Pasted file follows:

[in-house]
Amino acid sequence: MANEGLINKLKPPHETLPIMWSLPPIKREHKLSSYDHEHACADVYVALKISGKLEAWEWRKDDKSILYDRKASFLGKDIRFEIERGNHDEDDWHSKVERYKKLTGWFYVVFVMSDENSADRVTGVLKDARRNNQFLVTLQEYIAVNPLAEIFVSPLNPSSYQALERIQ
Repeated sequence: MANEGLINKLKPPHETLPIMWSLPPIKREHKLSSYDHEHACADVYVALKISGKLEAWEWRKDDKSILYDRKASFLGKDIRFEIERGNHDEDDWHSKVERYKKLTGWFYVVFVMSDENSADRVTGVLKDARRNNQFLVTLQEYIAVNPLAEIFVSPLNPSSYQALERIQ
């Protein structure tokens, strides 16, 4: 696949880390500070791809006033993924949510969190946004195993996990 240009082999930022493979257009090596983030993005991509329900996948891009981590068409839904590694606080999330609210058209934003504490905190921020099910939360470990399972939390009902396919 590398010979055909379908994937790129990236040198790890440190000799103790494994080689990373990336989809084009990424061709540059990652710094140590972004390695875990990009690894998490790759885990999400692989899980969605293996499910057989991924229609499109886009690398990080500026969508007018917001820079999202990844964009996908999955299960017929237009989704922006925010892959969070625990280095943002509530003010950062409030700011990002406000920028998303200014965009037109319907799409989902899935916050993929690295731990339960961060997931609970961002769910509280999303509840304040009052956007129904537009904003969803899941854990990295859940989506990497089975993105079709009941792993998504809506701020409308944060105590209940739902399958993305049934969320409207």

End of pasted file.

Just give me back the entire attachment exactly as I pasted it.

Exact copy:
[in-house]
Amino acid sequence: MANEGLINKLKPPHETLPIMWSLPPIKREHKLSSYDHEHACADVYVALKISGKLEAWEWRKDDKSILYDRKASFLGKDIRFEIERGNHDEDDWHSKVERYKKLTGWFYVVFVMSDENSADRVTGVLKDARRNNQFLVTLQEYIAVNPLAEIFVSPLNPSSYQALERIQ
Repeated sequence: MANEGLINKLKPPHETLPIMWSLPPIKREHKLSSYDHEHACADVYVALKISGKLEAWEWRKDDKSILYDRKASFLGKDIRFEIERGNHDEDDWHSKVERYKKLTGWFYVVFVMSDENSADRVTGVLKDARRNNQFLVTLQEYIAVNPLAEIFVSPLNPSSYQALERIQ
């Protein structure tokens, strides 16, 4: 696949880390500070791809006033993924949510969190946004195993996990 240009082999930022493979257009090596983030993005991509329900996948891009981590068409839904590694606080999330609210058209934003504490905190921020099910939360470990399972939390009902396919 590398010979055909379908994937790129990236040198790890440190000799103790494994080689990373990336989809084009990424061709540059990652710094140590972004390695875990990009690894998490790759885990999400692989899980969605293996499910057989991924229609499109886009690398990080500026969508007018917001820079999202990844964009996908999955299960017929237009989704922006925010892959969070625990280095943002509530003010950062409030700011990002406000920028998303200014965009037109319907799409989902899935916050993929690295731990339960961060997931609970961002769910509280999303509840304040009052956007129904537009904003969803899941854990990295859940989506990497089975993105079709009941792993998504809506701020409308944060105590209940739902399958993305049934969320409207």